RNAi-mediated knockdown of arginine kinase genes leads to high mortality and negatively affect reproduction and blood-feeding behavior of Culex pipiens pallens

PLoS Negl Trop Dis. 2022 Nov 22;16(11):e0010954. doi: 10.1371/journal.pntd.0010954. eCollection 2022 Nov.


Background: Arginine kinase (AK) is one of the crucial enzymes involved in energy metabolism in invertebrates, and has been proposed as the target for RNA interference (RNAi)-based control of agricultural insect pests. While there is only one AK gene in most insects, two AK genes were identified in Culex pipiens pallens, the primary vector of lymphatic filariasis and epidemic encephalitis.

Methods: The full-length cDNA sequences of CpAK1 and CpAK2 genes were obtained by reverse transcription PCR(RT-PCR) and rapid amplification of cDNA ends (RACE). The expression levels of CpAK1 and CpAK2 in different developmental stages and tissues were detected by reverse transcription quantitative PCR (RT-qPCR). The role of CpAK1 and CpAK2 in the reproduction and blood feeding behavior was analyzed using RNA interference (RNAi).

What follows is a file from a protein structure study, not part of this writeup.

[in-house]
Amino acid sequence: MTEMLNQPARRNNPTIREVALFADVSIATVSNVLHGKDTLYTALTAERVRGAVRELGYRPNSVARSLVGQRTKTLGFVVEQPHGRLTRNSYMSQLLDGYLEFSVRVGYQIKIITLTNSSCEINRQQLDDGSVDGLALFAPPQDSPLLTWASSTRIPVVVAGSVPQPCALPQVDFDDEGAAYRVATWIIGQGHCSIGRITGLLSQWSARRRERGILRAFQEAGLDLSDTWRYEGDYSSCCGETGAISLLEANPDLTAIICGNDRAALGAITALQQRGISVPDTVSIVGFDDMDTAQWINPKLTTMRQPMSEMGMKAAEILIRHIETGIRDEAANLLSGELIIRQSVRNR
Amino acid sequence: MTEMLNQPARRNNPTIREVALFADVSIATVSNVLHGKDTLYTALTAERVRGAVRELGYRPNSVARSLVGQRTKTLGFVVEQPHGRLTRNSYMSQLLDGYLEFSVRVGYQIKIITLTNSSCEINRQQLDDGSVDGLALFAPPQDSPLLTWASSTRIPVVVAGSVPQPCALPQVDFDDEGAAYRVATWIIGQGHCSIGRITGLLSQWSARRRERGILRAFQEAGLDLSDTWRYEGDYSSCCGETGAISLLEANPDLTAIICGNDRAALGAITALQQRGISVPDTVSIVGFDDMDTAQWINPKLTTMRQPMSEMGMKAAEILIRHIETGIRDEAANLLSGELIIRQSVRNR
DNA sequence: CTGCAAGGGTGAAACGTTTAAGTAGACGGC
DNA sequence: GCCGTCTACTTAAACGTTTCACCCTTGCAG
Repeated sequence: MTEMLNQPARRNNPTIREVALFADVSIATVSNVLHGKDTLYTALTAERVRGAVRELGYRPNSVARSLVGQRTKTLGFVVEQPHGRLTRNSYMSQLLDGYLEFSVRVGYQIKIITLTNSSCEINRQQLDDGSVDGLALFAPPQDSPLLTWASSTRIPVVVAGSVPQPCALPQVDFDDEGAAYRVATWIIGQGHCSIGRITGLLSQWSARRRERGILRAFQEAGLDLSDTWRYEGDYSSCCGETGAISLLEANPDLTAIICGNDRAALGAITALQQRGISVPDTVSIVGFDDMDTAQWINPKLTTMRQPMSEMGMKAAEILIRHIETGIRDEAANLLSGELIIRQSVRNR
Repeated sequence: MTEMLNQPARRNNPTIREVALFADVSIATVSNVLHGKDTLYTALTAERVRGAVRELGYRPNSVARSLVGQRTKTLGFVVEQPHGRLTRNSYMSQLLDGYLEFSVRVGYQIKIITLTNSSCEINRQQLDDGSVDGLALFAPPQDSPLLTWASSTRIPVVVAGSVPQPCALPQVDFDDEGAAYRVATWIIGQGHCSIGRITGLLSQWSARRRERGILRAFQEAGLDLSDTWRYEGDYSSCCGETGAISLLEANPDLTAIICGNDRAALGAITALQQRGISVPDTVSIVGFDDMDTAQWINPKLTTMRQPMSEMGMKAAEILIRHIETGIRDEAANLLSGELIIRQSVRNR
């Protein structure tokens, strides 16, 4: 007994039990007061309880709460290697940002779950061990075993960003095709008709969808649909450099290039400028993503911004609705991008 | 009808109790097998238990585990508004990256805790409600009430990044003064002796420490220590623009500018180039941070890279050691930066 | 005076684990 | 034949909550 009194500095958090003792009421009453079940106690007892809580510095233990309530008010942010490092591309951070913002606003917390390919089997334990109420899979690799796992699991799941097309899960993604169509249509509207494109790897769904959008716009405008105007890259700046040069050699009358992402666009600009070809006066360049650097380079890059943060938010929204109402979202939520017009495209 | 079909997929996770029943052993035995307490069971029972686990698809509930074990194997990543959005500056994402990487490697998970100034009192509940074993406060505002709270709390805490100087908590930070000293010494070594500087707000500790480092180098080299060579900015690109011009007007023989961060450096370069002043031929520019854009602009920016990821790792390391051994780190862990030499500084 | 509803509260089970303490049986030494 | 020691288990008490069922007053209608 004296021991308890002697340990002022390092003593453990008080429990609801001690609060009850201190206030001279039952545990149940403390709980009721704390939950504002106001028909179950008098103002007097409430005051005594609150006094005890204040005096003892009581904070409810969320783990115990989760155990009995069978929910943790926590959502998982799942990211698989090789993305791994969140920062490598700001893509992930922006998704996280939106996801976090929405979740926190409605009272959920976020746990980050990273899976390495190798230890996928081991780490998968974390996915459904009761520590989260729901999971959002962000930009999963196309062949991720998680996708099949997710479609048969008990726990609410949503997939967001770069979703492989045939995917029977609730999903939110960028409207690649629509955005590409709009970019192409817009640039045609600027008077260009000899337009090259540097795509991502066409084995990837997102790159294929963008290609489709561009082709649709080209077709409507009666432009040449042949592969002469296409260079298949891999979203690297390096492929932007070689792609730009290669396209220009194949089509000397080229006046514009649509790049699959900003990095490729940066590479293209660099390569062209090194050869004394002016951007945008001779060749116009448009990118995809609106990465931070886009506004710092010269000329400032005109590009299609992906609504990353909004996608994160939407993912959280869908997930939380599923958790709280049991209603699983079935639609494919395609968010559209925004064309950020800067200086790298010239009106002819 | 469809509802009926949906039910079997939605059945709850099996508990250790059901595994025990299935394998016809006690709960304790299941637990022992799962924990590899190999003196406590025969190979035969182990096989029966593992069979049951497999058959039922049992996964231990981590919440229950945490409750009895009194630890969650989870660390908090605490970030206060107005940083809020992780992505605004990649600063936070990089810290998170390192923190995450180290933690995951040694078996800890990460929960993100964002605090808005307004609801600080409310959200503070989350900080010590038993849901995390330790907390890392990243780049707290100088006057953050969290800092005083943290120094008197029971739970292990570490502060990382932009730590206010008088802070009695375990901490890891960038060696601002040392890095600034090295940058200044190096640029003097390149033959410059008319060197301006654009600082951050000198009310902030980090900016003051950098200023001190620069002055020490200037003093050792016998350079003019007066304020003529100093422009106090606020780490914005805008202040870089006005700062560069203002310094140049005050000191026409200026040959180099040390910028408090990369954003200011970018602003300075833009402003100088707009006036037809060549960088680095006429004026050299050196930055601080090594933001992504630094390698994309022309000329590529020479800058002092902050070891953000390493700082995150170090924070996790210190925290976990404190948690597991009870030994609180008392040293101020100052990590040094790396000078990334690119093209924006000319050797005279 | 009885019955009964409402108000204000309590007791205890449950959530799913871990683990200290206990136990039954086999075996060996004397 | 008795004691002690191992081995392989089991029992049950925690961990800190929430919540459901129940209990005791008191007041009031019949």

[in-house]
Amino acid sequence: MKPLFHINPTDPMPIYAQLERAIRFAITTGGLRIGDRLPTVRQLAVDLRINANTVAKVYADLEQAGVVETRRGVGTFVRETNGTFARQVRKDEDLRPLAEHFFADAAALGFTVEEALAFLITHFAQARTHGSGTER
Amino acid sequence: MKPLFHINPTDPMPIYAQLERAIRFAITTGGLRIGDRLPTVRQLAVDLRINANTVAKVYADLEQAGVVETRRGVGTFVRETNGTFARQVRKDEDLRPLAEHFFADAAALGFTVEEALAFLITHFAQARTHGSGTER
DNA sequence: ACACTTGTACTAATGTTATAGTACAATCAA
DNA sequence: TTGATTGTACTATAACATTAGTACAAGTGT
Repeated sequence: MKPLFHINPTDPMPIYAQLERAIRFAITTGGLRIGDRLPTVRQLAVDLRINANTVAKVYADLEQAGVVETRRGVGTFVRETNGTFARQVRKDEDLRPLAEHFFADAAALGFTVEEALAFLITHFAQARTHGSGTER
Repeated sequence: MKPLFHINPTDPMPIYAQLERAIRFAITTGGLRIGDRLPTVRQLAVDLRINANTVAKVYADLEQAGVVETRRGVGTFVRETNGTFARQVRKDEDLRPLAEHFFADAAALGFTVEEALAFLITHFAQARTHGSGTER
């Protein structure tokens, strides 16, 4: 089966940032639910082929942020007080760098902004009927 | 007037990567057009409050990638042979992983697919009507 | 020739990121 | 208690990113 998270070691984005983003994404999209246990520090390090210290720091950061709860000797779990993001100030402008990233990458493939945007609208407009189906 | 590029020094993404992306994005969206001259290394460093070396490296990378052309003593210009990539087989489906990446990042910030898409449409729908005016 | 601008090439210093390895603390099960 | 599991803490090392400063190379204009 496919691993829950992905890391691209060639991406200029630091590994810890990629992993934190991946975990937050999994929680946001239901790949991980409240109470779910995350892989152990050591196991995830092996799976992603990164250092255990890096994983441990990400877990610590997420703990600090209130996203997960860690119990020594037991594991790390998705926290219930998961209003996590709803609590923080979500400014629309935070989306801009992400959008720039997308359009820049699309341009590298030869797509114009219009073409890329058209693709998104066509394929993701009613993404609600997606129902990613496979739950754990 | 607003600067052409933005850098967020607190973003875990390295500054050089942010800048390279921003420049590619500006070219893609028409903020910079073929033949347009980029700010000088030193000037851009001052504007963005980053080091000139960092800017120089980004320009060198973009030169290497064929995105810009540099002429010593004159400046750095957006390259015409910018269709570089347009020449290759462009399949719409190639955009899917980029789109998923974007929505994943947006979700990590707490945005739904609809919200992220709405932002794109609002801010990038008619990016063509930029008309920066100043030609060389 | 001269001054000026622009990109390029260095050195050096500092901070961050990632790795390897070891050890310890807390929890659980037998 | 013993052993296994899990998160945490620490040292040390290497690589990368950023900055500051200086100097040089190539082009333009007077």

Results: Full-length cDNAs of CpAK1 and CpAK2 were isolated from Cx. pipiens pallens. Analysis of the expression pattern revealed that the mRNA level of CpAK1 was significantly higher than CpAK2 in all development stages and tissues examined, and the expressions of both CpAK1 and CpAK2 were upregulated in response to blood feeding. The co-knockdown of CpAK1 and CpAK2 mediated by RNAi led to high mortality (74.3%) of adult female mosquitoes and decreased hatchability (59.9%). Remarkably, the blood feeding rate and the engorgement rate of the female mosquitoes were negatively affected by co-injection of dsRNAs targeting CpAK1 and CpAK2.

Conclusion: CpAK1 and CpAK2 were detected in all developmental stages and tissues, but showed divergence in expression level. RNAi-mediated knockdown of AK genes leads to high mortality and negatively affect blood-feeding behavior of Cx. pipiens pallens, suggesting that AK could be used for the target of RNAi-based mosquito control in the future.